Children exposed to antidepressants during the first trimester of pregnancy have a higher risk of developing serious heart defects.
Pregnant women exposed to antidepressants, especially during the first trimester of pregnancy, have a greater risk of giving birth to children with serious congenital malformations or stillbirths than other women. This conclusion of a study published in Plos One confirms again the dangerousness of these drugs for unborn children.
In fact, the scientific literature has been suggesting for several years that serotonin reuptake inhibitors (SSRIs) and norepinephrine reuptake inhibitors (ISRN), two classes of antidepressants, promote the development of neurodevelopmental disorders in exposed children (autism, motor and behavioral) or serious heart defects. Risks significant enough for the National Medicines Safety Agency (ANSM) to alert doctors last May and launch a study to determine the number of pregnant women affected by these prescriptions.
Moderate but significant risk
A study all the more necessary in view of these new results obtained by researchers at the University of Swansea (United Kingdom). To reach their conclusions, they studied the health data of more than 500,000 women who gave birth in Wales, Denmark and Norway between 2000 and 2010. Of these participants, almost 13,000 were treated with SSRIs during the first trimester of their pregnancy and nearly 14,000 children developed birth defects.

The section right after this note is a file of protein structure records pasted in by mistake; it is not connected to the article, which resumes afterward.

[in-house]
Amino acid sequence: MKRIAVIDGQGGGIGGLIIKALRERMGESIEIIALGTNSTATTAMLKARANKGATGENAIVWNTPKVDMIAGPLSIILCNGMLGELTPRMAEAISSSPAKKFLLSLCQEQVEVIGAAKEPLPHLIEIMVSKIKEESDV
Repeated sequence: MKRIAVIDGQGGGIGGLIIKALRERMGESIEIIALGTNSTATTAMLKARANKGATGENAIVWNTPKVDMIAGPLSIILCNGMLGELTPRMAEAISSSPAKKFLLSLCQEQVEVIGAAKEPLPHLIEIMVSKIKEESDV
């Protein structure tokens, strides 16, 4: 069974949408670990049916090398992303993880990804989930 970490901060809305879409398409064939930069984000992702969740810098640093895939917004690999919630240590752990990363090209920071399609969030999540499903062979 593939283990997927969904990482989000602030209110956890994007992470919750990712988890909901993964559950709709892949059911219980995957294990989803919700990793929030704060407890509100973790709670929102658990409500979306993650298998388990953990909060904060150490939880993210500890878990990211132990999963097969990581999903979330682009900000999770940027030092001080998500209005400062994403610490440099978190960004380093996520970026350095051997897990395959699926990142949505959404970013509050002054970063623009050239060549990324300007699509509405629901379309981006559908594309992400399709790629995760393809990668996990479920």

The researchers’ analysis thus reveals that the prevalence of congenital anomalies is higher in children exposed to SSRIs during the first three months of pregnancy than those not exposed to these molecules (3% versus 2.6%). Scientists point out that the increased risk is moderate but significant. They show that out of 200 pregnancies, 6 are affected by malformations when antidepressants are not used and 7 if they are prescribed.
Therefore, they call on doctors to review the prescription of these drugs in women suffering from depression. They explain that, in the case of mild or moderate depression, these treatments could be replaced by psychotherapy. This prescription must also be reassessed in women who plan to become pregnant, as well as in those who have excessive alcohol consumption.
“Women should not stop their treatment without consulting their doctor, and we are not saying that all treatments should be interrupted, underlines Professor Sue Jordan, responsible for the work. But our message to healthcare professionals is to be aware of the risks of these drugs and to ensure that women receive appropriate care before, during and after pregnancy to minimize the risk of birth defects and fetal death associated with SSRIs”.